About: xinetd is a secure replacement for inetd, the internet services daemon (openSUSE fork).
  Fossies Dox: xinetd-  ("unofficial" and yet experimental doxygen-generated source code documentation)  

xinetd Documentation

Some Fossies usage hints in advance:

  1. To see the Doxygen generated documentation please click on one of the items in the steelblue colored "quick index" bar above or use the side panel at the left which displays a hierarchical tree-like index structure and is adjustable in width.
  2. If you want to search for something by keyword rather than browse for it you can use the client side search facility (using Javascript and DHTML) that provides live searching, i.e. the search results are presented and adapted as you type in the Search input field at the top right.
  3. Doxygen doesn't incorporate all member files but just a definable subset (basically the main project source code files that are written in a supported language). So to search and browse all member files you may visit the Fossies xinetd- contents page and use the Fossies standard member browsing features (also with source code highlighting and additionally with optional code folding).


Build Status

xinetd is a powerful replacement for inetd.

If you are planning to use xinetd on recent linux distribution also consider using systemd socket activation instead.

Original site (DEAD):

xinetd has access control mechanisms, extensive logging capabilities, the ability to make services available based on time, can place limits on the number of servers that can be started, and has deployable defence mechanisms to protect against port scanners, among other things.

There are a number of differences between xinetd and inetd. The largest difference to the end user is the config file. xinetd's config file format is more C like, and somewhat similar to bind 8's.

Access Control

xinetd keeps all the names you specify on the access control directives. When a client attempts to connect to a service, a reverse lookup is performed on the client's IP address. The canonical name returned is compared with the specified names. If the first character of the name being specified in the config file is a '.', then all hosts within that domain are matched. For example, if I put, all hosts with a reverse mapping that are in domain, are matched.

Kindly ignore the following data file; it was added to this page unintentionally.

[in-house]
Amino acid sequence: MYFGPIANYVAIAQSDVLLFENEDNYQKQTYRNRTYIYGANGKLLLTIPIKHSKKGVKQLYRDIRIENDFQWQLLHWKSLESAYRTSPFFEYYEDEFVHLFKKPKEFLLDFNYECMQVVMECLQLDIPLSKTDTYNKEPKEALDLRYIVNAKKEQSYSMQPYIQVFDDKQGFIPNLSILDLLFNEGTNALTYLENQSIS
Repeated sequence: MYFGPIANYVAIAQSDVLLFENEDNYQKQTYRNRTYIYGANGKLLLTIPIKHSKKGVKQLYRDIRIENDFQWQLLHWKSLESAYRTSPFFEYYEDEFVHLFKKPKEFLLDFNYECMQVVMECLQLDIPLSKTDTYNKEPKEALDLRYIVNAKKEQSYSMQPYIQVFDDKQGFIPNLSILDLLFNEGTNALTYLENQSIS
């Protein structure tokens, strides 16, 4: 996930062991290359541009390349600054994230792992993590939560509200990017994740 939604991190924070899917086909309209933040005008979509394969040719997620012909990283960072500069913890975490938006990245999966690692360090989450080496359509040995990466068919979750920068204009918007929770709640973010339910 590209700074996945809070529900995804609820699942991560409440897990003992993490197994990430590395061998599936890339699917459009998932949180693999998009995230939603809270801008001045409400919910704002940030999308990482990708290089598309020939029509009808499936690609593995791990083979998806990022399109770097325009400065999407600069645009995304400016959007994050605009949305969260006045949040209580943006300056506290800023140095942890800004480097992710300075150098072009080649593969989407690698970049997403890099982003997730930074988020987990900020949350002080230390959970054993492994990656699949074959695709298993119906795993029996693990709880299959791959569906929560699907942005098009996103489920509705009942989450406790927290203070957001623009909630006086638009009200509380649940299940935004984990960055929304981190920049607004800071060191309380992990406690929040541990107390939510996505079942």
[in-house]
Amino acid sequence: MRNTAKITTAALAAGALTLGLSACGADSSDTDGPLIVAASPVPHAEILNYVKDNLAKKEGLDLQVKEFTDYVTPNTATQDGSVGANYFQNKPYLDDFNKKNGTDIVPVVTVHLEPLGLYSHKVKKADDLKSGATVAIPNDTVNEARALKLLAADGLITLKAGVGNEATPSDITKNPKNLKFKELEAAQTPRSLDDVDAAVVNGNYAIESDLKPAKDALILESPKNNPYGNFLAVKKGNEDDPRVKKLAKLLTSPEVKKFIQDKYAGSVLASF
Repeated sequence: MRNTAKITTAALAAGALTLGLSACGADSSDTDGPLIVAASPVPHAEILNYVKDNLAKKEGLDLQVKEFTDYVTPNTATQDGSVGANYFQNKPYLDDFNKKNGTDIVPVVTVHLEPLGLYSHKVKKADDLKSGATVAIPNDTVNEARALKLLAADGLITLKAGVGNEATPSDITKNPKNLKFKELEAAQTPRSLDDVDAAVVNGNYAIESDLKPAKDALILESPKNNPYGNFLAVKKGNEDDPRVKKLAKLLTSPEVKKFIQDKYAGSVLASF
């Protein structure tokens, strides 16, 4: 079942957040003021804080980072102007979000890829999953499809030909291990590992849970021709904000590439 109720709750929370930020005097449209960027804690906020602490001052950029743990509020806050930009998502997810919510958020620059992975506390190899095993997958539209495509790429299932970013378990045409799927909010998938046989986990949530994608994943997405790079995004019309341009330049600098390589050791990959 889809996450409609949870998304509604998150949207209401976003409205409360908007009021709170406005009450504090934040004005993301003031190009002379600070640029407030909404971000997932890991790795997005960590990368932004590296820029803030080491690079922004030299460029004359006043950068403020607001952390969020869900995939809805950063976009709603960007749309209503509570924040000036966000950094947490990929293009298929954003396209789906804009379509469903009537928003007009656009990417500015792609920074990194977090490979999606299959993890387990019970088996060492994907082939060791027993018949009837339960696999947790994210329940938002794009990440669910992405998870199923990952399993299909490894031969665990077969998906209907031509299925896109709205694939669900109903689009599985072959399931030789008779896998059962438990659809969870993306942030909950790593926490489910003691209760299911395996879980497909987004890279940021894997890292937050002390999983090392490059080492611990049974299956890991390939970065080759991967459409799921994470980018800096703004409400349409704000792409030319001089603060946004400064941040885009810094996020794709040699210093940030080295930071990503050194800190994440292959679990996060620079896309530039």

libwrap support

For libwrap access control, the access control is done by the server name for the service. So, if you have an entry like this: service telnet

    server = /usr/sbin/in.telnetd

Your corresponding hosts.{allow|deny} entry would look something like this:

in.telnetd: ALL

However, many services don't have a "server". Internal services and redirection services don't have a "server" line in the configuration file. Fma these services, the service name is used. For example:

server telnet
    redirect = 23

Your hosts.{allow|deny} entry would look something like this: telnet: ALL

So, in general, if a service has a "server" attribute to it, access control is performed based on that entry. If a service does not have a "server" attribute, (internal and redirection services) then access control is based on the service name. This is only for libwrap access control.


xinetd was originally written by At least one other version of xinetd has been seen floating around the net. Another version is maintained by Rob Braun ( and bug reports for that version should be directed to

This version is simple collection of patches contained over Rob Brauns version that were present in all major distributions. Plans are to include fixes as required for keeping it workable in openSUSE and also to merge commits from the above github branch.


Bug reports/comments/suggestions/flames for this version should be sent to